A lot of people would characterize this as a failure of individuals or of society. Count me among them, but probably for very different reasons.
There is this fairy-tale belief that humans were made to be in long-term monogamous relationships. I’ve seen a fair share of science (and lived long enough) to convince me that simply is not the case. The idea of long-term monogamy came about with the advent of agriculture and the idea that men should pass along their belongings to only their biological offspring. In earlier hunter-gatherer societies, everything from food to children to sexual partners was shared.
It’s perhaps not popular to acknowledge that marriage isn’t the natural state of humans, but the evidence is abundant.
I’m not saying that long-term marriage doesn’t work for some people. It does.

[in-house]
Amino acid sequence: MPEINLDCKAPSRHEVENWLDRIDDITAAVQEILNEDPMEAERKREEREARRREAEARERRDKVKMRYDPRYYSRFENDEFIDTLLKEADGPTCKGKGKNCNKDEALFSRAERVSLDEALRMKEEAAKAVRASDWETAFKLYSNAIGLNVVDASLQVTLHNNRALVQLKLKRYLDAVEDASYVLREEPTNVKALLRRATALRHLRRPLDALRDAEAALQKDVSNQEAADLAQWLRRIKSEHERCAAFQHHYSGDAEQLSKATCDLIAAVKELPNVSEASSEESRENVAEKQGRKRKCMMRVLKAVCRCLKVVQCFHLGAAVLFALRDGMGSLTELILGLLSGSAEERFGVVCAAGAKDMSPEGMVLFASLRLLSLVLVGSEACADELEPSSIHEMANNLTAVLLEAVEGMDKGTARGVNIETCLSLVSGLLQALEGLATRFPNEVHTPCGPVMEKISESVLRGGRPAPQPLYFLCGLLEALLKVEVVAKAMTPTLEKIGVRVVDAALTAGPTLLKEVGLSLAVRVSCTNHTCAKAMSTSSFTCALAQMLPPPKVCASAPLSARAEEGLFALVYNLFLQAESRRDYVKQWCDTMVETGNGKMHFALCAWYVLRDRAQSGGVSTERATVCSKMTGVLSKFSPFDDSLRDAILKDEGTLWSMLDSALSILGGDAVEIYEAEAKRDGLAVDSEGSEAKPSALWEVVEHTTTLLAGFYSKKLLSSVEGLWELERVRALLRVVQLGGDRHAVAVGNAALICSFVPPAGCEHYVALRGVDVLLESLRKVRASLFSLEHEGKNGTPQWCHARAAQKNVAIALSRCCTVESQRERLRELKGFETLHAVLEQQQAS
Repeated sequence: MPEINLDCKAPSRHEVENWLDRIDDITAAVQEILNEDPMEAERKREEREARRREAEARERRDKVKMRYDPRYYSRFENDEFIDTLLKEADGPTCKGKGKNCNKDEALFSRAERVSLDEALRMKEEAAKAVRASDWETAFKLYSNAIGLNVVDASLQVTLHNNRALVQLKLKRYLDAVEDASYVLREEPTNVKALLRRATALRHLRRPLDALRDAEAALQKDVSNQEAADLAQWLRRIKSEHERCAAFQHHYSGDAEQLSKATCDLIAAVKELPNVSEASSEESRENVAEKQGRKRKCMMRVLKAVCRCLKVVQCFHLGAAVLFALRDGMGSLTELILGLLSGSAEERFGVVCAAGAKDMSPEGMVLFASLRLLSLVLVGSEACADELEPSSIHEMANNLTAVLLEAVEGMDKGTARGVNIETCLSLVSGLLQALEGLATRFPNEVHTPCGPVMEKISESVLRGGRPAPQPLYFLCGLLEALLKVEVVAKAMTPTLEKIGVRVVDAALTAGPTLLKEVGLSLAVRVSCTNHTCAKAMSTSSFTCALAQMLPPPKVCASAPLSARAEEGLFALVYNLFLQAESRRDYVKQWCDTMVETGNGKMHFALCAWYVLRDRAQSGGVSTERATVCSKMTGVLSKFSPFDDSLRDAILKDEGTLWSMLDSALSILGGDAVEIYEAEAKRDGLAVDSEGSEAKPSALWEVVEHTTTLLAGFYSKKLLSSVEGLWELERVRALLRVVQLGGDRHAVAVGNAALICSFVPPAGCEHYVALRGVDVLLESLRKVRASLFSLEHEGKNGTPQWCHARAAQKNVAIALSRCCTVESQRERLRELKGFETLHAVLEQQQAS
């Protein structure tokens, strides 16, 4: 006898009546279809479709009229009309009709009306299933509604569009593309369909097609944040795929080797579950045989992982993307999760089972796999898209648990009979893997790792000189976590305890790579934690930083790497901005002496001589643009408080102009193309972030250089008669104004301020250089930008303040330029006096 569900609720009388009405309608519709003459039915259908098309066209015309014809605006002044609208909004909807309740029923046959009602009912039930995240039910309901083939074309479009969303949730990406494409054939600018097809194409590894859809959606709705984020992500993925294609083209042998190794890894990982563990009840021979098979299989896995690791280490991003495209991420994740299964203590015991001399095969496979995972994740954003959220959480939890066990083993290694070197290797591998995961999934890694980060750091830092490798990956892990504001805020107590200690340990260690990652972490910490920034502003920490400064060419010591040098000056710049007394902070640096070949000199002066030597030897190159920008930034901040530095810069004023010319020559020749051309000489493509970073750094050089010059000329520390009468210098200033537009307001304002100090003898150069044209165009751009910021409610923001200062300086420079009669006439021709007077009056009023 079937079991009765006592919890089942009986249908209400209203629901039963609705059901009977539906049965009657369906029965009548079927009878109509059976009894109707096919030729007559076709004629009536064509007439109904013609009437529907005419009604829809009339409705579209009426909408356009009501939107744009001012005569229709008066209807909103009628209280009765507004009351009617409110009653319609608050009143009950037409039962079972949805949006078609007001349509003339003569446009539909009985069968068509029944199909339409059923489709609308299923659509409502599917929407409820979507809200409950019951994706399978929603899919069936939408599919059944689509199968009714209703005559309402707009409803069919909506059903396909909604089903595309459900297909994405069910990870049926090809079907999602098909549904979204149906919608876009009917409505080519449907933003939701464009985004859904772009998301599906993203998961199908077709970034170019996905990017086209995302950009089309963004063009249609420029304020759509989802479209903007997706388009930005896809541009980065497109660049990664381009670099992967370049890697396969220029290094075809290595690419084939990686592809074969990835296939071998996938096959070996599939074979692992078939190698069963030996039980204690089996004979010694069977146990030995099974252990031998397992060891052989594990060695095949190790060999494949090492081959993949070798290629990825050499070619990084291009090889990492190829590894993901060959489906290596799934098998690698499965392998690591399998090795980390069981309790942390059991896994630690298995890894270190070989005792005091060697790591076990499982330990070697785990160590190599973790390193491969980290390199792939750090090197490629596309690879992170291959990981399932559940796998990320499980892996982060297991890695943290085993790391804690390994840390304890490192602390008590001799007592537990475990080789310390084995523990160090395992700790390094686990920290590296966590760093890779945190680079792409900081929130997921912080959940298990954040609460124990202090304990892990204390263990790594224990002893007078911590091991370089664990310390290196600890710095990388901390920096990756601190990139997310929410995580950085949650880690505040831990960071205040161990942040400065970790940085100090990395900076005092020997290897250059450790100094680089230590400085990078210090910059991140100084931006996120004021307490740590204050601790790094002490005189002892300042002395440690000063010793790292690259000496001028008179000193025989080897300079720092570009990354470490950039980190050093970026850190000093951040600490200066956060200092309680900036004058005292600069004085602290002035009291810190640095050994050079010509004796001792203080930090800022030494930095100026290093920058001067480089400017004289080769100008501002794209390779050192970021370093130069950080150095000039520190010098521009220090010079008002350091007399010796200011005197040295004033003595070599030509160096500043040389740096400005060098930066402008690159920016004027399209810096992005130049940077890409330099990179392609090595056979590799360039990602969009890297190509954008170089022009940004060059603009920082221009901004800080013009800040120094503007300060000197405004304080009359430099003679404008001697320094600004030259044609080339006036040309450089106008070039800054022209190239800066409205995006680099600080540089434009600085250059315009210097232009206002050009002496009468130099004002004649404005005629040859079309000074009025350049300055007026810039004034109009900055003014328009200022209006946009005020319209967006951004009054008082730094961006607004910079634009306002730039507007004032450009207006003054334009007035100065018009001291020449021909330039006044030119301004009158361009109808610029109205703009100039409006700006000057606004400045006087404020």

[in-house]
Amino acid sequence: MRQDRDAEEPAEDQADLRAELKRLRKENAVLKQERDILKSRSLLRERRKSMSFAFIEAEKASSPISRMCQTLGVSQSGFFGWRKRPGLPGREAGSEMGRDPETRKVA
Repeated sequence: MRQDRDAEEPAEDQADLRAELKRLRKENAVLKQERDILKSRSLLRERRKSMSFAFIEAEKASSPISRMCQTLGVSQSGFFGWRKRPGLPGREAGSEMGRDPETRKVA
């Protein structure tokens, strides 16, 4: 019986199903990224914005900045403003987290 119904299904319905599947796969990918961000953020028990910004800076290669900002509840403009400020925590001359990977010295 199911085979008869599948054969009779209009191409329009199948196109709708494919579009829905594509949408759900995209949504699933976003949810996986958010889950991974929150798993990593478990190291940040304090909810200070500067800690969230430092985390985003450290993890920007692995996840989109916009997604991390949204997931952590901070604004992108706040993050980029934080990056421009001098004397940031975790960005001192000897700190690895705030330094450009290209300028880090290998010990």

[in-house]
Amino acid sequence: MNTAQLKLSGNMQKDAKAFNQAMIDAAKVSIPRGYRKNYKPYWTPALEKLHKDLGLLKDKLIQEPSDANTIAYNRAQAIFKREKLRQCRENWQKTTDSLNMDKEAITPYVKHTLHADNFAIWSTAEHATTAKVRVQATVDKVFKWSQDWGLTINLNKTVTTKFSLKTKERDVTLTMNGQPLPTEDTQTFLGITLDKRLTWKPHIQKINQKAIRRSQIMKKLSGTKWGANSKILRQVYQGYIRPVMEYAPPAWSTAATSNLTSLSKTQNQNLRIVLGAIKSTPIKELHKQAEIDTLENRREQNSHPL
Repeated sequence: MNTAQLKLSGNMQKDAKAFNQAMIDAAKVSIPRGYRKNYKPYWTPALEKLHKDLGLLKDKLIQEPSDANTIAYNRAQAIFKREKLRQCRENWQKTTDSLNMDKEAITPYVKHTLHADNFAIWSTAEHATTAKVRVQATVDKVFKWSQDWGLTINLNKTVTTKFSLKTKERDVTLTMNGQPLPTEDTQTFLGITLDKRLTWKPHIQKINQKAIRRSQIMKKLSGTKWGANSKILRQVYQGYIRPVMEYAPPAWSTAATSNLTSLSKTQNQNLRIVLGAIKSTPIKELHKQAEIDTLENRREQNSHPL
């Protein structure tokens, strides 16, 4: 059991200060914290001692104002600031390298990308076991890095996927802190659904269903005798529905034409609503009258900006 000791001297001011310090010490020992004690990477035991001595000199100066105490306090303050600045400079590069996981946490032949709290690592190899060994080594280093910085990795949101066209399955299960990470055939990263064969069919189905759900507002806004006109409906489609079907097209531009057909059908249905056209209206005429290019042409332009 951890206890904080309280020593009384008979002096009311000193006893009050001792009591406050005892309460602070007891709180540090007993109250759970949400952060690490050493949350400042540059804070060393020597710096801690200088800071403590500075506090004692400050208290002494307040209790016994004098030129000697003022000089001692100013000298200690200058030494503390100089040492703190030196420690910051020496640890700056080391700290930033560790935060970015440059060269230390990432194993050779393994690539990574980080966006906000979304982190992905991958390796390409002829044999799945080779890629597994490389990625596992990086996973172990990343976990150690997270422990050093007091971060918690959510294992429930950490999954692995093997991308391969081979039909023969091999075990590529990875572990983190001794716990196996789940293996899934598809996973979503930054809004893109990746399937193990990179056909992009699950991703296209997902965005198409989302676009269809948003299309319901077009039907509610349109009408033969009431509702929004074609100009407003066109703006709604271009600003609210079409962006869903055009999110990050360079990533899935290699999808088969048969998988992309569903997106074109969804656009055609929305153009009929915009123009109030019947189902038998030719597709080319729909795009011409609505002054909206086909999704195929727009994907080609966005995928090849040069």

But there are a large number of people who, even though they don’t play by the marriage rule book in practice, still like to cling to it.
If you ask me, it’s time for the disaffected to stop feeling guilty about not living up to the often unrealistic story line they’ve been given for their lives and start looking at more realistic options.
A really great place to learn about the history of human sexuality is “Sex at Dawn: The Prehistoric Origins of Modern Sexuality.” It’s a fascinating book and made a big splash when it came out last year.
Oh yeah, here’s The Associated Press article that got me on this tangent:
PIERRE, S.D. (AP) — South Dakotans are marrying less frequently and divorcing more often.
A year-to-year comparison shows a 4.2 percent drop in the number of marriages to 5,887 and a 9 percent increase in divorces to 2,686 in 2009.
The figures compiled by the state Health Department are the most recent available.
The marriage rate has dropped from 12.7 per 100,000 residents in 1980 to 7.8 in 2009. The divorce rate in 2009 was 3.6 per 100,000 residents.
The report shows an average duration of 10 years for marriages that ended in divorce. One couple divorced in 2009 after 53 years of marriage.